NEW YORK, Jan 29 (Reuters) - President Obama's proposal for myRA, a new retirement savings vehicle, took up only a few moments of Tuesday's State of the Union address, prompting more questions than answers about it.
"It's a new savings bond that encourages folks to build a nest egg," Obama said.
Will myRA work for you? Here's what you need to know:
Q: What is the plan, exactly?
A: Details are still emerging, but the basics are that these accounts will allow Americans with incomes up to $191,000 to invest small amounts per paycheck - as low as $5 - in a savings bond-like product. The rate of return will be low, probably in the 1 percent range and akin to what workers get from the Thrift Savings Plan, which is a retirement plan for federal employees. The government will guarantee the rate won't fall below zero, so investors will never lose money, and growth will be tax-free.
After an individual accumulates $15,000, the account would roll over into a traditional individual retirement account.
The reason for the $15,000 threshold is that that is the level at which financial institutions break even on investment accounts, said Dallas Salisbury, president and chief executive officer of the Employee Benefit Research Institute.
"They don't want really small accounts," he said, and it doesn't make sense for individuals to pay the fees on accounts with small amounts of money.
Q: What impact will $15,000 have on retirement savings?
A: It won't provide much of an annuity or ongoing retirement income. Instead, it will be more of an emergency fund for workers who otherwise are saving nothing, says Greg McBride, senior financial analyst for Bankrate.com.
The program is geared to lower-income workers, especially those who have no workplace retirement plans. About 25 percent of Americans currently do not save for retirement, according to a study released this week by TIAA-CREF.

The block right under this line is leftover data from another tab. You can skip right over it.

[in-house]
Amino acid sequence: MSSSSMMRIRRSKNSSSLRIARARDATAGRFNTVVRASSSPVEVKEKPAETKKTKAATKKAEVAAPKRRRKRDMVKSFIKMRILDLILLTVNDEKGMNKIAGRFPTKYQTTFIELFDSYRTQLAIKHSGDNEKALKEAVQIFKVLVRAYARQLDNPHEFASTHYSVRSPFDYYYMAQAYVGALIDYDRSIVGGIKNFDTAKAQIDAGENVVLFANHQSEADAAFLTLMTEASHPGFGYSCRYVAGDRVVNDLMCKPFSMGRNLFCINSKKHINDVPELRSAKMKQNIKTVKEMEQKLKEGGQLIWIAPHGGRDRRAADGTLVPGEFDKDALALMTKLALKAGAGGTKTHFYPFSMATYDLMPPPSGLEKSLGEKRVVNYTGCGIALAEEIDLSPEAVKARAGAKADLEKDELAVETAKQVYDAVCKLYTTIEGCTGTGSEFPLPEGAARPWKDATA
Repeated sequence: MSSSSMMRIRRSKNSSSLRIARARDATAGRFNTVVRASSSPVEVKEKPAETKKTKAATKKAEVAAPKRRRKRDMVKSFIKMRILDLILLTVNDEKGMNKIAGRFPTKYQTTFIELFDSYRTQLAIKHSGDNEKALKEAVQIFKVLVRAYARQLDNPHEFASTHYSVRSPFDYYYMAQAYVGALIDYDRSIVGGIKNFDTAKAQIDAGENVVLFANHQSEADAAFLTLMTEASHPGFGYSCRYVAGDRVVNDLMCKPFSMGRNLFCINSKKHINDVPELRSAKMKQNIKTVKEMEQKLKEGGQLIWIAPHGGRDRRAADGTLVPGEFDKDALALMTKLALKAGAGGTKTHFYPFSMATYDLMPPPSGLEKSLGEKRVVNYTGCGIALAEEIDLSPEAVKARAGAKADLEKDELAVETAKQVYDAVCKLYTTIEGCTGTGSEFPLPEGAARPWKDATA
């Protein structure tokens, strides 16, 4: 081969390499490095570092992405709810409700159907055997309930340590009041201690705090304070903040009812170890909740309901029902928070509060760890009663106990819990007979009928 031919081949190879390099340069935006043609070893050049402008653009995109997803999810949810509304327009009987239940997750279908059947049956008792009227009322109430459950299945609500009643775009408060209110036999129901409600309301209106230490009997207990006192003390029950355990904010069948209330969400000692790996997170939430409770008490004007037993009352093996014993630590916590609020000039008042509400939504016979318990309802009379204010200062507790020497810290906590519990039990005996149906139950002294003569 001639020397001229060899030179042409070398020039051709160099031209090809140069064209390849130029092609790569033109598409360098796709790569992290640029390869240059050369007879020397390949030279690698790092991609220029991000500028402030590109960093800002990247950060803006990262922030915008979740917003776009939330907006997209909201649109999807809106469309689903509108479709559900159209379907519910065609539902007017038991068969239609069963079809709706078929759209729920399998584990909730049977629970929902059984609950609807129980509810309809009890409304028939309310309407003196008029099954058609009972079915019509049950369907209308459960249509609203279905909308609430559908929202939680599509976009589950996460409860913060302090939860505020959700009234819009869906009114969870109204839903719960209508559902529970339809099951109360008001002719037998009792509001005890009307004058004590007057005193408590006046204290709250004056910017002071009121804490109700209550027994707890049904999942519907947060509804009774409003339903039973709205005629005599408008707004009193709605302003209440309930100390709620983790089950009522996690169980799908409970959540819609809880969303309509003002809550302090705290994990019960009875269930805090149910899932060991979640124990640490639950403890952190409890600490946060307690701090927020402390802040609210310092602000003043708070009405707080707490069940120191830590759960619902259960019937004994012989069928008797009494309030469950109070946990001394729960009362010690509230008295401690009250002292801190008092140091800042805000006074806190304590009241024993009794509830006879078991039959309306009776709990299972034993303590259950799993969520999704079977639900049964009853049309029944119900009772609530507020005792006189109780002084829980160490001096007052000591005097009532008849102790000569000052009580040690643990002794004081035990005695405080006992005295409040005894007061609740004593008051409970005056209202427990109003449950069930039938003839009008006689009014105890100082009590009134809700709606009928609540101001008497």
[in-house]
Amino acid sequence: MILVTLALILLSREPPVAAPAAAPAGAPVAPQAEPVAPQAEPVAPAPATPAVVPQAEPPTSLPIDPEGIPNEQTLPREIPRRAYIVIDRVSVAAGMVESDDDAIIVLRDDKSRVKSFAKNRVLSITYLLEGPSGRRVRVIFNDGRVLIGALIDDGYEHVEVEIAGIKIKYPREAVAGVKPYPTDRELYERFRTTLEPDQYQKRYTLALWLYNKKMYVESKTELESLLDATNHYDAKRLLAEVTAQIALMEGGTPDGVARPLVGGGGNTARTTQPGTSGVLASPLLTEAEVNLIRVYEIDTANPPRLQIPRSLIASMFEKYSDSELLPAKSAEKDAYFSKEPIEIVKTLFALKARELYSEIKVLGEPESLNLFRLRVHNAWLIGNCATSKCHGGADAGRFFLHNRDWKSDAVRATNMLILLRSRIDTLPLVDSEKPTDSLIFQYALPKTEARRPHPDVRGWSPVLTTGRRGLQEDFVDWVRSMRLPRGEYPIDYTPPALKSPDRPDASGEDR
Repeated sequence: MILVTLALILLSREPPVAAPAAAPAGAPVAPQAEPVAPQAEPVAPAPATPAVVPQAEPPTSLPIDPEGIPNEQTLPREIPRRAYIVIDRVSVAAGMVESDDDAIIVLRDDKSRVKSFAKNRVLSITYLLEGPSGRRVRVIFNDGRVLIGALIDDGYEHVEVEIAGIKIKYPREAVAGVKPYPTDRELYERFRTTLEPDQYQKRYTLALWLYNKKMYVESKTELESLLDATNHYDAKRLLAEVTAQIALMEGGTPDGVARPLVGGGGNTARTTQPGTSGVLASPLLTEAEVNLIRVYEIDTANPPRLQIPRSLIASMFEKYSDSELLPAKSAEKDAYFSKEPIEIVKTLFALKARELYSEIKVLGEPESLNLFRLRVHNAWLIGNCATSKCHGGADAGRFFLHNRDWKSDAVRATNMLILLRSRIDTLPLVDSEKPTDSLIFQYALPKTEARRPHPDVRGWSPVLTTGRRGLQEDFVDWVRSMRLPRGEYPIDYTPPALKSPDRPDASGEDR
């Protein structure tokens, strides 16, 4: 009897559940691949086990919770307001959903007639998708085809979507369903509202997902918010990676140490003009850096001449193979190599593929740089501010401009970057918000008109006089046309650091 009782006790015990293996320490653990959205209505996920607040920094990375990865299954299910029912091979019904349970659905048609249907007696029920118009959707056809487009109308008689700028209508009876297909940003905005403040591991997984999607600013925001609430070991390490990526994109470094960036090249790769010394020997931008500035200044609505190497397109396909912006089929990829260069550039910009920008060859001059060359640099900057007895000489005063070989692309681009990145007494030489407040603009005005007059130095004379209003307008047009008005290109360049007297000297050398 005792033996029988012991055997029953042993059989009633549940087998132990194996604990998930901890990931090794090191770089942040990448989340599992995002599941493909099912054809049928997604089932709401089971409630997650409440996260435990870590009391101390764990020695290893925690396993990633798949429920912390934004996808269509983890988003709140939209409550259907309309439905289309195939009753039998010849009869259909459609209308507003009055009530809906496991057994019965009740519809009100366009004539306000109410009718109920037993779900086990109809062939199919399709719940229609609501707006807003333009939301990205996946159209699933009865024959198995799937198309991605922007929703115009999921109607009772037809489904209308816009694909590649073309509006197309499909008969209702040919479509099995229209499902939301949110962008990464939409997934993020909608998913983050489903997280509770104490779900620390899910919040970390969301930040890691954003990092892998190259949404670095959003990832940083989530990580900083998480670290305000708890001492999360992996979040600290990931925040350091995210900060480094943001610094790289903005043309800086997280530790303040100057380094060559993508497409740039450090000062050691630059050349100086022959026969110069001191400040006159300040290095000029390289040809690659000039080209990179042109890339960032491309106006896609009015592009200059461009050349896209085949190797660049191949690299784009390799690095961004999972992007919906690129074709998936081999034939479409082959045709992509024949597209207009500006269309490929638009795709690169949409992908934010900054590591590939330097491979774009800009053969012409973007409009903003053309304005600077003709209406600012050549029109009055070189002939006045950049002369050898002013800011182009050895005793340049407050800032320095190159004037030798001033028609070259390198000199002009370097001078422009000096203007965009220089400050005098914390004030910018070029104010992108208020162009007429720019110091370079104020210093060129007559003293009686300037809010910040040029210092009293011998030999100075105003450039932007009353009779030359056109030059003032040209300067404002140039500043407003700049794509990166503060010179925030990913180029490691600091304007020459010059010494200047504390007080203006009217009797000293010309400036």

"It's a jumping off place. It's not the be-all, end-all of a retirement nest egg," says McBride.
Q: Will individuals have access to the money while it's in the accounts?
A: You will likely be able to withdraw the money for any reason, tax-free, which is what worries Ed Slott, founder of IRAhelp.com.
"To really work, you have to look at it as a long-term savings account and not a slush fund," he said.
Q: Could this be part of a diversified portfolio even if you have a income above the limit?
A: Likely not. Savers who are looking for fixed income options can find many more options in traditional IRAs or Roth IRAs, or their workplace 401(k) accounts. "You don't need the government to help you invest in fixed income," says McBride.
Q: What details are missing?
A: Key unanswered questions revolve around how employers will structure the plans, how many of them will join the program and what will be offered to people who are not on any sort of computerized payroll process.
"I think that employers that do not use automated payrolls - and there are tens of millions of them - they probably will not want to do it," said Salisbury.
McBride wants to know if people will be automatically signed up for the plan - which is what many 401(k) plans have used to boost savings rates. He also wants to see details on whether pre-tax money or post-tax money will go into the accounts.
In addition to these concerns, Slott is confused by the "myRA" name, which even President Obama seemed to fumble in his speech.
"It's too hard to say," he Slott.